Public health

Dementia costs £26bn annually

The Alzheimer’s Society has calculated the total cost of dementia to the UK at £26 billion a year with people with dementia, their carers and families shouldering two-thirds of the cost themselves. The charity is urging the government to end the artificial divide between health and social care which unfairly disadvantages people with dementia.

Report of Parliamentary Group on Wellbeing

Recommendations on the contribution of arts and culture are included in a new report by the All Party Parliamentary Group on Wellbeing Economics. “Wellbeing in four policy areas” argues that arts spending should be targeted at communities with low levels of wellbeing, with an emphasis on participation rather than arts events designed for spectators.

London wellbeing lower than the UK

Residents of London have higher anxiety and lower life satisfaction and happiness than those living in the rest of the UK according to the latest national wellbeing measures. Respondents with good physical health were much more likely to report happiness and wellbeing while those with very bad health had the lowest life satisfaction score.

Call for physical activity initiatives

A call has been issued for projects and programmes that demonstrate good or promising practice in increasing levels of physical activity in local communities.

Health and Wellbeing Boards' local priorities

The Local Government Association has recently made available a new resource showing the priorities that have been identified by Health and Wellbeing Boards across the country.
 
The searchable resource enables people to select different priorities (eg dementia, children, etc) and highlight areas nationally which are working on that priority area. It also includes local health and wellbeing strategies, and data about local population health.
 

Commissioning guide published

A new guide has been published by the Royal Society for Public Health which provides an overview of the commissioning process aimed at providers and commissioners of health improvement services. Following the move of public health into local authorities, the guide is intended to help commissioners make the most of the opportunities presented by changes to commissioning. The guide will provide valuable information to providers of health improvement services, NHS commissioners and public health professionals as well as individuals with limited experience of commissioning services.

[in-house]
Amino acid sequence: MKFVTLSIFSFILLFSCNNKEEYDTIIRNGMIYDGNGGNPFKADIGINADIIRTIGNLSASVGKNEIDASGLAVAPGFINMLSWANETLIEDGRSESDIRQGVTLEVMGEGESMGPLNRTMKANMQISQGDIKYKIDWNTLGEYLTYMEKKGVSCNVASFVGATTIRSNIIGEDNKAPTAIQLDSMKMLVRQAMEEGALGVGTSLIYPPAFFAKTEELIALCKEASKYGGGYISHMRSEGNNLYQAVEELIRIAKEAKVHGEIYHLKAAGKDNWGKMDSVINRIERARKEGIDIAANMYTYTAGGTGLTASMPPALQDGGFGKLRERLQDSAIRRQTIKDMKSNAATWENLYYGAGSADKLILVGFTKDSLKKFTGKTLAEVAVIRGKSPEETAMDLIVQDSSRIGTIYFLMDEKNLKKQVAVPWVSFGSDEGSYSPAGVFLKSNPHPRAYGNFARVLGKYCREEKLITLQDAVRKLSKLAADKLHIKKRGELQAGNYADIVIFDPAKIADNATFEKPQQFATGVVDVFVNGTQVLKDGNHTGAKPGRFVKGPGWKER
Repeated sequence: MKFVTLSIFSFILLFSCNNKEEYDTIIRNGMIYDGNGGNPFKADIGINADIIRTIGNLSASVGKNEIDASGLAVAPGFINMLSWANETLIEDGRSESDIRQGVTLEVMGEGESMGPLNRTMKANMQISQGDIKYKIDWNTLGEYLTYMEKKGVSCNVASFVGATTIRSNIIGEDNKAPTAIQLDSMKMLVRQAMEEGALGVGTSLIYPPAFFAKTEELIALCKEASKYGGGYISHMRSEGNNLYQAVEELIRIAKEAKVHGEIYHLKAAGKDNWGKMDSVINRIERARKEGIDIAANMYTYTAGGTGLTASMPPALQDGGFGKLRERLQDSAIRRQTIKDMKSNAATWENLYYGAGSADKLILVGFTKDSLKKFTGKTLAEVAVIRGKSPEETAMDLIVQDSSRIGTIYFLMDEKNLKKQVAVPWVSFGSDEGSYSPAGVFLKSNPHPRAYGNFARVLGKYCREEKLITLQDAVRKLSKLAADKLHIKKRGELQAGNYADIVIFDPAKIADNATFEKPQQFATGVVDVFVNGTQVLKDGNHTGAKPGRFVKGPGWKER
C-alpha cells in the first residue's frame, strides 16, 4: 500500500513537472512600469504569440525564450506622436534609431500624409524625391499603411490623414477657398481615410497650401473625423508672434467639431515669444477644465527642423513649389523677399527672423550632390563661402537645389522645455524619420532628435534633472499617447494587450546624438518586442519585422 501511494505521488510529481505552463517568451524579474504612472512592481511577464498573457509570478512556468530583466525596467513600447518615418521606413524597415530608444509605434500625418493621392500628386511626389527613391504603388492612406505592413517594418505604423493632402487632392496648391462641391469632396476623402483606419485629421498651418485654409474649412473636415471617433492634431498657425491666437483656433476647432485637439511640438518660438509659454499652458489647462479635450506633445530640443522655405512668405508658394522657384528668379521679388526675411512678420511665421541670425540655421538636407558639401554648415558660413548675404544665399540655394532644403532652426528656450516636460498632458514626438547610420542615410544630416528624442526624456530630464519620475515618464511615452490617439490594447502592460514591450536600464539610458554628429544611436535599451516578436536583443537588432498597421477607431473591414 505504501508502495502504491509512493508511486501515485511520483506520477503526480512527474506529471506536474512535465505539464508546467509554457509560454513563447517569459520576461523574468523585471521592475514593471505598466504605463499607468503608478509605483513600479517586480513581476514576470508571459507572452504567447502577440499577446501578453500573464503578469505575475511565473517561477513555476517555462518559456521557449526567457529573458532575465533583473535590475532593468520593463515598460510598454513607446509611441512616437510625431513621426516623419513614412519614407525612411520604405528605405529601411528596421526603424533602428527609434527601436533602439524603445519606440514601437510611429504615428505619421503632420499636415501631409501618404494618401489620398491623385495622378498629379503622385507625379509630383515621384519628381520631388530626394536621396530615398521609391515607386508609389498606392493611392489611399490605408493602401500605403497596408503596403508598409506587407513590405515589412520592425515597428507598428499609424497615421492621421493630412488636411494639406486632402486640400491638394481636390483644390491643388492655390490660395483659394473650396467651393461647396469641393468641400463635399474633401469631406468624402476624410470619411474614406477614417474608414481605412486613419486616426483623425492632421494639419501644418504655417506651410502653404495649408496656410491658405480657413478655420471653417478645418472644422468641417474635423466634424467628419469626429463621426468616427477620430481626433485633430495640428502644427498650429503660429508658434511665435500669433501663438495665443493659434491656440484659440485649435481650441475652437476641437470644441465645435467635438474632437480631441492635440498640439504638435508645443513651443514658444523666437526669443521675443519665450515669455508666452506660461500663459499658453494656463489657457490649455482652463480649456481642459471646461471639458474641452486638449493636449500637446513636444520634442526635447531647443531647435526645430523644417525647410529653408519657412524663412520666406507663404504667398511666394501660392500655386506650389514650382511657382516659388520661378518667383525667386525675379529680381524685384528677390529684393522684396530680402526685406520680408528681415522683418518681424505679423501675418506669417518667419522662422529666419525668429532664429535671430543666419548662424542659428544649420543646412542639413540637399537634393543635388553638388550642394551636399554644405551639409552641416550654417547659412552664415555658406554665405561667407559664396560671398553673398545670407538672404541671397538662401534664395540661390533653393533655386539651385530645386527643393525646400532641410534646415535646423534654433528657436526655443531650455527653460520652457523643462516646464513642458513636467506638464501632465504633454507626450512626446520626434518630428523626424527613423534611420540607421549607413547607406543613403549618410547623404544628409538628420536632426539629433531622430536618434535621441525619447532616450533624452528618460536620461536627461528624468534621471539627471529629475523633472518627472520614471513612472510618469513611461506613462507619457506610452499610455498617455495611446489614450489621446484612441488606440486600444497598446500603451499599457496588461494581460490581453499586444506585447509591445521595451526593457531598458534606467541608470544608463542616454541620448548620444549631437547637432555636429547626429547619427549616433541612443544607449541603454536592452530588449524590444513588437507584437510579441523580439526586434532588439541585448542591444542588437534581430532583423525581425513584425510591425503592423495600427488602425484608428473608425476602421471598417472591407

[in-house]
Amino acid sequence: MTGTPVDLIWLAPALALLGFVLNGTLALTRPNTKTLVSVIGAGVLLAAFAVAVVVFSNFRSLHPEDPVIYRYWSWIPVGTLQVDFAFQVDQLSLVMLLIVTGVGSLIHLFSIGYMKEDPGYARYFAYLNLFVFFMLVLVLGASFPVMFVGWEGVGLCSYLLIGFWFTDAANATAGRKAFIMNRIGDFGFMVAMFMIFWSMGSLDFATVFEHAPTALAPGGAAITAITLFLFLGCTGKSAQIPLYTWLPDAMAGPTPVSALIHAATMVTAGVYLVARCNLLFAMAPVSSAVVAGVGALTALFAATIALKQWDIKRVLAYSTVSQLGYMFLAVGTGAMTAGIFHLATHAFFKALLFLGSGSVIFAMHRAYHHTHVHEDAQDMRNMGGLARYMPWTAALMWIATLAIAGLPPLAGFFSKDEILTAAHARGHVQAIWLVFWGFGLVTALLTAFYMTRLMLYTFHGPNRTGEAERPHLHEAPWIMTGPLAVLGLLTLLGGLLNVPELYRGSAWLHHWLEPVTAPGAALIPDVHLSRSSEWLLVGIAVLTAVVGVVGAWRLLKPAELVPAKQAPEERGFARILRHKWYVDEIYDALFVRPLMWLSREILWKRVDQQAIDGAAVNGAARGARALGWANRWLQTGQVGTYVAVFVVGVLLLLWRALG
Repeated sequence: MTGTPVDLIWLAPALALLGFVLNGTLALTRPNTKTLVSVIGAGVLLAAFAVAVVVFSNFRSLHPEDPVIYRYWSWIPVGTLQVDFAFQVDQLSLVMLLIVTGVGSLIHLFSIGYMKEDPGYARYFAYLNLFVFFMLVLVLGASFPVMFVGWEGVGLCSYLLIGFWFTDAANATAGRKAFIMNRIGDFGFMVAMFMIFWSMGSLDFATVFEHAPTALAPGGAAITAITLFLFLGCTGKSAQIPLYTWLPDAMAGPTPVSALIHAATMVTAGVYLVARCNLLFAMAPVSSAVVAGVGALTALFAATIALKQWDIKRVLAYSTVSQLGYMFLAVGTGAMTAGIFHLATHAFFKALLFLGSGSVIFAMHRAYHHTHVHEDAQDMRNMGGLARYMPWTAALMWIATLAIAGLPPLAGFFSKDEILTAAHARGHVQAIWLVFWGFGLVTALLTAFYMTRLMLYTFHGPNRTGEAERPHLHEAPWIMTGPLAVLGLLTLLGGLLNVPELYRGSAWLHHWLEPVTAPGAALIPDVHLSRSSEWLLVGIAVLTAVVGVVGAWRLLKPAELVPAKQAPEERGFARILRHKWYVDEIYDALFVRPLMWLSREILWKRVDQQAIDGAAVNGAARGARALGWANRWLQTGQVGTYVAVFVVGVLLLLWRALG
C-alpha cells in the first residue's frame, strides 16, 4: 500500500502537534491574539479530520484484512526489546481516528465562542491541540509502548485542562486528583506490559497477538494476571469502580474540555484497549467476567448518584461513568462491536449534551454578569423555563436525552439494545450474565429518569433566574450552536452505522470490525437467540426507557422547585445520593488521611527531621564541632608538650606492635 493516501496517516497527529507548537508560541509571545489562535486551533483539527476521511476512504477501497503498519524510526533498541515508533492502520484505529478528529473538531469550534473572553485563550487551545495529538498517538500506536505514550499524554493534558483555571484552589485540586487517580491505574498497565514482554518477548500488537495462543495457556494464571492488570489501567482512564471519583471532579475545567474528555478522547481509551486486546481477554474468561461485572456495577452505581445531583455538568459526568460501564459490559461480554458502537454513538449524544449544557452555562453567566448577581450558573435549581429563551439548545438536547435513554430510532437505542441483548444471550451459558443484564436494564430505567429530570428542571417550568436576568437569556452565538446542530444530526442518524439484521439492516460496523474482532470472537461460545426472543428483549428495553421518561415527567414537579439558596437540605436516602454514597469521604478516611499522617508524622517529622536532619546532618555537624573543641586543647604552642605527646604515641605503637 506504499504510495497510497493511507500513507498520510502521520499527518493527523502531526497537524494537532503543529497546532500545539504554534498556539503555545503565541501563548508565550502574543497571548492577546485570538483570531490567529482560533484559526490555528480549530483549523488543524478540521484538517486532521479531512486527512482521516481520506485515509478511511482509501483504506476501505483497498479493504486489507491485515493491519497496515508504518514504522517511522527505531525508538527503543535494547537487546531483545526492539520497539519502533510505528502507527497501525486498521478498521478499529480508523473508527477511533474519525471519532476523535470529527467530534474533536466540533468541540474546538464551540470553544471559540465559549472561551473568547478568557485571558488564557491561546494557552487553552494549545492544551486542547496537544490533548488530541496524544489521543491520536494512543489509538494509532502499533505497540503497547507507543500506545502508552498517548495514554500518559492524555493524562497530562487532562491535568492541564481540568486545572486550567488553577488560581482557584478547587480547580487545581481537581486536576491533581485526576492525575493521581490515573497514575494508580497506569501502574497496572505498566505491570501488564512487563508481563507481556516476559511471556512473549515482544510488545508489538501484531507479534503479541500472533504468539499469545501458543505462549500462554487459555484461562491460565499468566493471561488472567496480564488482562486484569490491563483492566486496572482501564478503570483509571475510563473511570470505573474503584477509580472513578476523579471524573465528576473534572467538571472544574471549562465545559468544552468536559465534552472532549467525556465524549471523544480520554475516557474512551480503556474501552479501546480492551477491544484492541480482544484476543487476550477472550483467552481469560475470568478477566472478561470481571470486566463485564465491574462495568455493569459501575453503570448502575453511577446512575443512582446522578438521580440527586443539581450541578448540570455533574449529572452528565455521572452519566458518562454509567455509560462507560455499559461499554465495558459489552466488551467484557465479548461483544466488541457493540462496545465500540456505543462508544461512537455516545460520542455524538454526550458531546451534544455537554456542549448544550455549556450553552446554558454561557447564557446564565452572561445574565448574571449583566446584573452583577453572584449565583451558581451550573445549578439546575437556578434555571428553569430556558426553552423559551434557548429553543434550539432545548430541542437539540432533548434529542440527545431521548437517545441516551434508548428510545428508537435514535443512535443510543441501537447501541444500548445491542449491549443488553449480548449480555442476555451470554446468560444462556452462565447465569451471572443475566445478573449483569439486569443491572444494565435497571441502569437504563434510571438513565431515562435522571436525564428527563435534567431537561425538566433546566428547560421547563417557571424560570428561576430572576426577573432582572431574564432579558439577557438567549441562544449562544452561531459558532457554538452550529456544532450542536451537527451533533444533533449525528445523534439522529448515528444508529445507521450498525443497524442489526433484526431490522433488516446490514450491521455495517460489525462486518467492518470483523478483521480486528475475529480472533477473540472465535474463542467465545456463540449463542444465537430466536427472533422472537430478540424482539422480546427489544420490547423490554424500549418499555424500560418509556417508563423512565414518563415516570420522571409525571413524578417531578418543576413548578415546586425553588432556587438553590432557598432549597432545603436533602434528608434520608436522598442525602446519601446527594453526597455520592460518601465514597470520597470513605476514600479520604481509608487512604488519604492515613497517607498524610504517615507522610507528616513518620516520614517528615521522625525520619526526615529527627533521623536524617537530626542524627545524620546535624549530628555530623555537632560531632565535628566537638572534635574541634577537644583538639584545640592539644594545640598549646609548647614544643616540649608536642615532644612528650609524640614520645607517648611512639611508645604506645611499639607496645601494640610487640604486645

Call for preventative action on dementia

Fifty-nine organisations and experts from across the dementia and public health community, including practitioners and researchers, have signed a consensus statement calling for steps to be taken to reduce the risk of dementia for the population. The agreement, known as the Blackfriars Consensus Statement, says that the scientific evidence on dementia risk reduction is evolving rapidly and is now sufficient to justify action to incorporate dementia risk reduction into health policies and to raise wider awareness about which factors can reduce the risk of developing dementia.

Public health review

The Local Government Association has produced two new publications examining the impact of the transfer of public health responsibilities to local authorities. The papers look at how local authorities are integrating public health and how they are planning for the future particularly in relation to local health and wellbeing boards.

New tool to link environment and health

Imperial College London has launched a new environment and health atlas for England and Wales to provide interactive maps showing the links between health and environmental factors. The maps show geographical variations for 14 different health conditions alongside environmental factors. They have been developed as a resource for the public, researchers and anyone working in public health and policy to better understand the geographic distribution of environmental agents and health conditions in England and Wales.

Fund to keep people out of hospital

A new £2m government fund has been established to test new approaches to helping older people stay out of hospital. The “Reduce Pressure in Hospitals Fund” is seeking bids for proposals that use volunteers and can demonstrate ways that older people can be supported in their homes or as they are discharged from hospital. The focus on the funding is on supporting older people next winter and there is an emphasis on projects which can “use the funding to mobilise or scale-up quickly and help the NHS to manage pressure on hospitals”.

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